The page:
Mistakes Solopreneurs Make

Tuesday, August 25, 2015

The biggest mistake that solopreneurs make is that they don’t begin with the end in mind.   Not to overstate the Stephen Covey-ian philosophy; however, it’s the obvious misstep that most micro-entrepreneurs make.  How sole proprietors need to plan is by backing into the beginning of their business from that best case scenario.  From choosing the best legal entity to choosing the best advisors and business mentors, the starting part is from where you’re going.

Many solopreneurs go into business structured under the legal entity they’ve heard the most about and that costs the least to start.  Often times based on the businesses growth and long term objectives, the business has to change legal structures if they grow beyond what they planned and this can be complicated and expensive.  Solopreneur businesses that know at some point they’ll be looking to raise capital and should especially give this consideration.

Everyone wants to be in business with those they know like and trust, but in the case of choosing your advisors, knowing them and liking them are far outweighed by trusting them.  The best team members are always individuals that understand the company’s goals and culture, but that shouldn’t get in the way of truth and the openness to say and do what’s necessary if other team members or the solopreneur him or herself are  off track.  Leveraging the wisdom of great advisors is key.  Leave the buddy business for happy hour.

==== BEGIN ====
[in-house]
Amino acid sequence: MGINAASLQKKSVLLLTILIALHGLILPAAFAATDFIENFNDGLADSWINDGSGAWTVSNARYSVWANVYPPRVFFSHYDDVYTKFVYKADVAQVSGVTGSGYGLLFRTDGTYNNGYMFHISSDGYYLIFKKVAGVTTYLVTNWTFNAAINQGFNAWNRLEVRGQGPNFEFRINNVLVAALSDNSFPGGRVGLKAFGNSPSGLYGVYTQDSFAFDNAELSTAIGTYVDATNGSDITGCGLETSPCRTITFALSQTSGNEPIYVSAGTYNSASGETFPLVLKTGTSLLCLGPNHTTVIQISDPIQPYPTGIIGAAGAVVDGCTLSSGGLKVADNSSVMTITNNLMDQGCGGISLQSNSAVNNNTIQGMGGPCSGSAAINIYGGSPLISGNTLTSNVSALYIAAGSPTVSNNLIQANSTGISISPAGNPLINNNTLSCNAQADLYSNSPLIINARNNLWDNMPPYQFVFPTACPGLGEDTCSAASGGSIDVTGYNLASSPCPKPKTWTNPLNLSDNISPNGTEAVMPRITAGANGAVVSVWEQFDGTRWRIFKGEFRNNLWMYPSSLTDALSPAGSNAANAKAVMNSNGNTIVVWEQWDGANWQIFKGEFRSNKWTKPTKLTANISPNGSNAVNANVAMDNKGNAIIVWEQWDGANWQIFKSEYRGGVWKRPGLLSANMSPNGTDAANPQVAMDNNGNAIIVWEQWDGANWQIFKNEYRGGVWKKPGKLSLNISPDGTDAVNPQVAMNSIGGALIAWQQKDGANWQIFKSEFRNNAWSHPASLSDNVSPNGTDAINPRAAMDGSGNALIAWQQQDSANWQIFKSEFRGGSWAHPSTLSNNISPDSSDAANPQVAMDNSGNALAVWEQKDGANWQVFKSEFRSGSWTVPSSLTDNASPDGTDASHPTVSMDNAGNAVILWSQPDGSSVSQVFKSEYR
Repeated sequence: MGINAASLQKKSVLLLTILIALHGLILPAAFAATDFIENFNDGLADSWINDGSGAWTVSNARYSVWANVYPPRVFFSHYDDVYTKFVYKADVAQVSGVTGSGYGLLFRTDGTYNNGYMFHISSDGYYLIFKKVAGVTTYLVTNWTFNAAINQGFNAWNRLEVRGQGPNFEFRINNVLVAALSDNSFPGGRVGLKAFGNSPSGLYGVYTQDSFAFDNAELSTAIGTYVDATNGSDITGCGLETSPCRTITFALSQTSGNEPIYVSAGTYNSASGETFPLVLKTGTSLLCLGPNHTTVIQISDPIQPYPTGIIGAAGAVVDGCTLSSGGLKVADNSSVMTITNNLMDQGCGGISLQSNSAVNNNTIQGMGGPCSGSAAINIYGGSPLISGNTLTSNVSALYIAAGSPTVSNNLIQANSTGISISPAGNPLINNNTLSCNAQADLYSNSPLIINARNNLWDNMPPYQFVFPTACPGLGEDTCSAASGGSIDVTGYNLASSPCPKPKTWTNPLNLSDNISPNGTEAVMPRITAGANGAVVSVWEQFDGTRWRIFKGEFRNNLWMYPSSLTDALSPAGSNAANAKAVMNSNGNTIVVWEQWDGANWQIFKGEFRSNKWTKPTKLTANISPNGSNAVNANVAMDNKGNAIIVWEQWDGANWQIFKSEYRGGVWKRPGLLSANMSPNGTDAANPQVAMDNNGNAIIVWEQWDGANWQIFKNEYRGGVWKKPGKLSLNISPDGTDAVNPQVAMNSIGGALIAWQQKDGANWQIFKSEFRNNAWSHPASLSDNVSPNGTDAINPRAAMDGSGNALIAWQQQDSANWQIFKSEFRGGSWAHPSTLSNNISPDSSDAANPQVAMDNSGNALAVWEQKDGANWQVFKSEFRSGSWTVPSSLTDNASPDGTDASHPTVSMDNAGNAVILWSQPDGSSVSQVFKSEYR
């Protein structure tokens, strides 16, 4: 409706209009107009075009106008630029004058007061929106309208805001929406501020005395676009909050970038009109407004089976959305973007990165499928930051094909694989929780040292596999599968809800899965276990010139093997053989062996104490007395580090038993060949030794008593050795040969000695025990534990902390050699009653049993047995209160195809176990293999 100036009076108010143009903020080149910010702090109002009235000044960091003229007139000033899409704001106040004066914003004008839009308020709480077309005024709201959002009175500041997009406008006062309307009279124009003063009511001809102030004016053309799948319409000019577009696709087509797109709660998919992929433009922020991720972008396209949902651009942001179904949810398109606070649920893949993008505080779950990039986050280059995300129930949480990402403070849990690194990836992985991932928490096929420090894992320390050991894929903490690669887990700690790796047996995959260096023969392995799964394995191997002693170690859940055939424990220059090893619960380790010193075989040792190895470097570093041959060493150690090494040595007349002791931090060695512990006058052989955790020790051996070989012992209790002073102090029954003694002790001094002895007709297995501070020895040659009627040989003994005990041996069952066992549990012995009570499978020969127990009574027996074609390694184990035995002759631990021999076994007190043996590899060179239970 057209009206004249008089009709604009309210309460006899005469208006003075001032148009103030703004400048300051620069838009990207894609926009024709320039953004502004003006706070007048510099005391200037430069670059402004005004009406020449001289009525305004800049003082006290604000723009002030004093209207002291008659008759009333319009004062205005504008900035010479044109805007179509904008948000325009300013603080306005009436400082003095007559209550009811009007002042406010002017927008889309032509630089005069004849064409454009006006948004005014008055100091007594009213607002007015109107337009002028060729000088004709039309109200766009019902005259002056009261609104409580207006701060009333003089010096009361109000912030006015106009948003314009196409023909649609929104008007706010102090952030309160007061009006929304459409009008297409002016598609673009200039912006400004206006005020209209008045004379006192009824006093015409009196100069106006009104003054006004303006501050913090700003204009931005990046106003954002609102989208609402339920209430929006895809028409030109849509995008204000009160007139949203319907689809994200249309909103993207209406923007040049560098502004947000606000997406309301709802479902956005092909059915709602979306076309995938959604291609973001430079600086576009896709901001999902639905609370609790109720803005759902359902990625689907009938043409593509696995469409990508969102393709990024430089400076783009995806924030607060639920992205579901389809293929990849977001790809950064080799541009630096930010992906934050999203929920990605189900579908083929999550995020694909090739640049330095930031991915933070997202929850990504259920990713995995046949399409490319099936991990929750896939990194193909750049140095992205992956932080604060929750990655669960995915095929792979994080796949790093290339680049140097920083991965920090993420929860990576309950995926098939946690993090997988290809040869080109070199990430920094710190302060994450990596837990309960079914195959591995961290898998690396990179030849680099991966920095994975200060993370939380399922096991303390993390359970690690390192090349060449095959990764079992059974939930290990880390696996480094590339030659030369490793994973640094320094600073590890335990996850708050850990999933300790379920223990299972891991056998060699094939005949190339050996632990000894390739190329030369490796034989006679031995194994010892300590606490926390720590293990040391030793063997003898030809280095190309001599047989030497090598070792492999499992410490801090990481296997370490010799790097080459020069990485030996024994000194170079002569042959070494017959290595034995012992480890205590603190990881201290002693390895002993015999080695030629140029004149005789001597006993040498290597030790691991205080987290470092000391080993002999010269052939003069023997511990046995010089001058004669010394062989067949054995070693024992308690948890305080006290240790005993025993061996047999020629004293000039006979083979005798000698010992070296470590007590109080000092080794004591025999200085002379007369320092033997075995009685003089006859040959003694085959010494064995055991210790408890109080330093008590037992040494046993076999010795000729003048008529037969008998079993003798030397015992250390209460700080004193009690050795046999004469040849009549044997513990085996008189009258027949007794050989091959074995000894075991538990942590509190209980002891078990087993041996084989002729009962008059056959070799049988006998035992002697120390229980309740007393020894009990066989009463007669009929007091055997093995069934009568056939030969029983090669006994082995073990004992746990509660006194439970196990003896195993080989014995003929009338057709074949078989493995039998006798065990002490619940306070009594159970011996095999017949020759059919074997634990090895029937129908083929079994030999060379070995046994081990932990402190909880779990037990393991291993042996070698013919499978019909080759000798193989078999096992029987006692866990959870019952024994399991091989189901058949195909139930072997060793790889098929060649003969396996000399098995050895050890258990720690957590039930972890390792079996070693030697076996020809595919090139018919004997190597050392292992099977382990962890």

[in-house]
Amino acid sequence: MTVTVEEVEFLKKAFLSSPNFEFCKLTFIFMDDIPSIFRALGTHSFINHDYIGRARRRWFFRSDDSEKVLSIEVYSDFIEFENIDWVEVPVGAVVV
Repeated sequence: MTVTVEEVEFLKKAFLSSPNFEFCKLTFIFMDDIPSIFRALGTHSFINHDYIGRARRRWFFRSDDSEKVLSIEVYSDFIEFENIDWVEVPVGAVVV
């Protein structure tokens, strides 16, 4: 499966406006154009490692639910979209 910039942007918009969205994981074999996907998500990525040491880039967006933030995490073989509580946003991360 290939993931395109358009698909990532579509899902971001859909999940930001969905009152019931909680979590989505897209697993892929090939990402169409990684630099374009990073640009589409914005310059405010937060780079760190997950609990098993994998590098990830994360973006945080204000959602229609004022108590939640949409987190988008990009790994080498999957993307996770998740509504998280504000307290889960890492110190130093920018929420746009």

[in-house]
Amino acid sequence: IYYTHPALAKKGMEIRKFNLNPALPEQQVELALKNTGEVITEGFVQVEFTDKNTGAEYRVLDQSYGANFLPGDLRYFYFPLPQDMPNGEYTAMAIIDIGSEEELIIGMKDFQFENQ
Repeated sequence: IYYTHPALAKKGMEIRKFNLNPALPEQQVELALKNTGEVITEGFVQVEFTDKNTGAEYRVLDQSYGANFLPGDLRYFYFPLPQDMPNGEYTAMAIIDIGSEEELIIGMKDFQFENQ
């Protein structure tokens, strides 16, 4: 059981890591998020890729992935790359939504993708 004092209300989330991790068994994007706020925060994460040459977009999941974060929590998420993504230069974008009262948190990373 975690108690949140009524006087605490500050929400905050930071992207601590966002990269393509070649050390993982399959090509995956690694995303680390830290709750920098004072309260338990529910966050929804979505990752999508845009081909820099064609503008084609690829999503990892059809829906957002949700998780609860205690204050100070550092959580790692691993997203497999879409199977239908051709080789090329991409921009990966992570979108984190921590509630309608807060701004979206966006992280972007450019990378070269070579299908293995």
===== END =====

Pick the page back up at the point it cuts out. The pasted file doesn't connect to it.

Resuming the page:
The difference a day makes, can save a business.  Often times solopreneurs watch the “seeming” success of competition and want to do everything possible to grow fast.  In the interest of learning about how to work in their business, what works best for their company, strengths and weaknesses in team members, and taking in the insights of clients and customers are the equivalent of a clown balancing balls at the circus for solopreneurs.  The bottom-line is that for the balls to stay up in the air, it takes practice and the harsh reality is mistakes are a part of the process.  Although the life’s blood of a business is making stuff happen, conservation can add lifelines to a business overtime.

Building a business as a solopreneur haphazardly (even if that’s how you came into the business) is not how the pulse of your business should beat.  We all know there’s no “I” in team or solopreneur.  Pay for great advice and tithe to meaningful relationships.  Your business will too reap what it sows, but if you’re not sure, less is still more.

Photo credit – b2bmarketinginsider.com/